All this is going to come to a boil when the family arrives at the home where Edie rules. Annie will attempt to curry favor from Danny in direct competition with Edie (who doesn’t appreciate anyone coming between her and her son) and Ronnie will discover his wife’s ultimate cruelty – and Fanny will wash her hands of all of it.

This is the third feature of San Francisco Bay Area filmmaker Chris Brown, who is also an accomplished songwriter and wrote the songs for the movie (including the oddball Christmas songs that Edie forced Danny to sing with her). Incidentally if you can find his album Now That You’re Fed and particularly the song “All My Rivals,” do go for it, the music is amazing.

He also wrote the script and collects a group of characters who pass through our gaze generally undetected when we see them on the streets but once you get to know them, you find them anything but bland. In that sense, they are very realistic – think of all the people you pass by without truly seeing them. We are all visible to the naked eye yet invisible to the gaze of others. Brown captures that aspect of our society very nicely and it adds to the realism of the film.

Pixley does some amazing work as Fanny to the point where you wonder if she might not have some of the issues she’s portraying. She’s that spot-on in her performance. Frangione also does an exceptional job, taking a character that is not necessarily sympathetic early on and in a matter of a minute or two makes him so. To Brown’s credit, he doesn’t write Todd as a Cheech and Chong clone but imbues the character with a personality that is more than a guy who smokes dope. Not all stoners are all about the dope.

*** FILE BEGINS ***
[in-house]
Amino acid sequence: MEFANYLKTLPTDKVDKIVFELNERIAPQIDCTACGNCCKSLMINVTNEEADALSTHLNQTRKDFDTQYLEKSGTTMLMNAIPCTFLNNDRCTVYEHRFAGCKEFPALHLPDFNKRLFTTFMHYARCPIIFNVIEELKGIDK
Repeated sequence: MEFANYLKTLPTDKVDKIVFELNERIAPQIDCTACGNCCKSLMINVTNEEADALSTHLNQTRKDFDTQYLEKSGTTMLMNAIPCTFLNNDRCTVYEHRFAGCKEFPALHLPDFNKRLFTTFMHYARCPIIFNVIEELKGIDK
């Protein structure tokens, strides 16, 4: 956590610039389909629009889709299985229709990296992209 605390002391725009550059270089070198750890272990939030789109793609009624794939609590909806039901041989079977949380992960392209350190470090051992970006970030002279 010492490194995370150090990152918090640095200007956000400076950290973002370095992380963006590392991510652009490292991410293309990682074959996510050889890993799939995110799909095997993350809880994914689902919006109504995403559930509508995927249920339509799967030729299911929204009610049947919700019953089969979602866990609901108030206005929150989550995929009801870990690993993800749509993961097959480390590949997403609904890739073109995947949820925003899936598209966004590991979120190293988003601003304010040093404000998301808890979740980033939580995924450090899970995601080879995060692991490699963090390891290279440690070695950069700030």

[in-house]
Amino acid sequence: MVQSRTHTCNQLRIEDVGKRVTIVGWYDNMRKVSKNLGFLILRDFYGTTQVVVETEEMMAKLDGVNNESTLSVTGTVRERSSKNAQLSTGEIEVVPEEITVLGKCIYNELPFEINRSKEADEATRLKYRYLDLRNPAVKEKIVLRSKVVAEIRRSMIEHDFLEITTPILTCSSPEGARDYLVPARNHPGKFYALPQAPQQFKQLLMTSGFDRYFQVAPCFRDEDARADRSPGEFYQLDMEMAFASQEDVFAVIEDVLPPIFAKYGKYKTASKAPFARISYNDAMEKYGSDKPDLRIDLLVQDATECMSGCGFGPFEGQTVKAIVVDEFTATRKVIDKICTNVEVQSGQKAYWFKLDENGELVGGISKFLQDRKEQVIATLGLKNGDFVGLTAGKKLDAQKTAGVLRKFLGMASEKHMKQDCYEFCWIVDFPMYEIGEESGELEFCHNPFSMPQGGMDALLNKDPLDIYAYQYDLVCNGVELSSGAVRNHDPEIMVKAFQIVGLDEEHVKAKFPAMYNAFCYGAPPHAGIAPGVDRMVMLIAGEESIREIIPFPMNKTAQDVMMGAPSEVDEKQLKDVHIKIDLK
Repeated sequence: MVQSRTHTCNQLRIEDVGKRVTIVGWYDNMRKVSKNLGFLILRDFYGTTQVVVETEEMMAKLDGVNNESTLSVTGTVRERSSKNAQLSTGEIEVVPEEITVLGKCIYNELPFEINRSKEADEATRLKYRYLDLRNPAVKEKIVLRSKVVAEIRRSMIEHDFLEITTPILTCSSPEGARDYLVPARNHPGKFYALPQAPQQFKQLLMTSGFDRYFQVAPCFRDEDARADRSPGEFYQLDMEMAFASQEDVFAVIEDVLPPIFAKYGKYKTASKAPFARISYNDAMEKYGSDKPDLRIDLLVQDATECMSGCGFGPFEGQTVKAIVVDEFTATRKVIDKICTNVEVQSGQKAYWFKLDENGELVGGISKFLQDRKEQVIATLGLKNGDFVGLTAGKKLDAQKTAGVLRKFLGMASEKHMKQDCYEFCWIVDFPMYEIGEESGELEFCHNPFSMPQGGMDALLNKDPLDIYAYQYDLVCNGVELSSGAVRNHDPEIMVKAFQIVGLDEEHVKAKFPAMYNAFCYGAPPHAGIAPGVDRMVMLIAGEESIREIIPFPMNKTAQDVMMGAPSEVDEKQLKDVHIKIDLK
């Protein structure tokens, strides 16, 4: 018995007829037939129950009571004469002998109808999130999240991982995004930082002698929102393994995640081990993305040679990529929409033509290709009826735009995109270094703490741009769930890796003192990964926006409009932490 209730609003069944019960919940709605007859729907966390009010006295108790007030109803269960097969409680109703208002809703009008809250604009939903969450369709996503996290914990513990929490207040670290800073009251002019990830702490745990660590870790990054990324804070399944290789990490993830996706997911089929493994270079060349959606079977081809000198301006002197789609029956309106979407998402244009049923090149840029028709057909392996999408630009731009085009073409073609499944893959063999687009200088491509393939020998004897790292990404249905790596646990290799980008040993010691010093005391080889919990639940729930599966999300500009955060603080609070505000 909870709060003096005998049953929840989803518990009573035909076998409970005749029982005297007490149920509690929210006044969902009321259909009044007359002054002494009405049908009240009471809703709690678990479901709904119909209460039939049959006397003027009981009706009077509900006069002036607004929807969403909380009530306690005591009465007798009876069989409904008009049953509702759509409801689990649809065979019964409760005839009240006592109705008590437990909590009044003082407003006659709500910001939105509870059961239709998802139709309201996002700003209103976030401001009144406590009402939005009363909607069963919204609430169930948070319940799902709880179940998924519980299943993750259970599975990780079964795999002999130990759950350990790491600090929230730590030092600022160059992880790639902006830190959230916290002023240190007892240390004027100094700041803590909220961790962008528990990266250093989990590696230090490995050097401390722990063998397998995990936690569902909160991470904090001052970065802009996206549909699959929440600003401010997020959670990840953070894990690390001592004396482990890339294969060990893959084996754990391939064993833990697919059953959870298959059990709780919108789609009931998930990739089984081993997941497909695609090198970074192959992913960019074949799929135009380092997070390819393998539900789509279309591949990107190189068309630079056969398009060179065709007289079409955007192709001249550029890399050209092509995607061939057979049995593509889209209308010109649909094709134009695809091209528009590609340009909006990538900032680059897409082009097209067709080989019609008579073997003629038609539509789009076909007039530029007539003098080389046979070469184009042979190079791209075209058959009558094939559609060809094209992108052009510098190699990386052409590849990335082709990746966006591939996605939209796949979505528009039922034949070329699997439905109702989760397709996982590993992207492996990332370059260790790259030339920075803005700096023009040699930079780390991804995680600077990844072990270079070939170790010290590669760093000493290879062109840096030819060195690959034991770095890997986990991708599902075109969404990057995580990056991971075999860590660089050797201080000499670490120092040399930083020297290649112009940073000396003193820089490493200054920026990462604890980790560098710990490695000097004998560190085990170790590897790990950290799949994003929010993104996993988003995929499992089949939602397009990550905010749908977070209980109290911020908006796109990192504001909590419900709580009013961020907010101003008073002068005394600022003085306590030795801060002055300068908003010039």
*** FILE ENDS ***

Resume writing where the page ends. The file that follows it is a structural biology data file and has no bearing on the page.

The movie succeeds in painting a picture that is both funny and tragic. The children are all scarred by their mother’s behavior and while at times you want to punch Edie in the face, she is also ultimately a victim of her own behavior and if you look past the ugliness, you see someone who has been bitterly disappointed by life. The movie is compelling from the opening moments to the shocking last scene. It is not always easy to watch a family implode but Brown makes it funny and sad, like seeing a car full of clowns in a head-on collision with a semi.

REASONS TO GO: No matter how bad your family dynamics are, you’ll feel better about them after seeing this family. Organic performances and a clever script.

REASONS TO STAY: Mama Edie is such a horror show that people might actually cringe.

FAMILY VALUES: There is a smattering of foul language and a bit of drug use.

HOME OR THEATER: Look for it at a festival near you.

FINAL RATING: 9/10

TOMORROW: More from the Florida Film Festival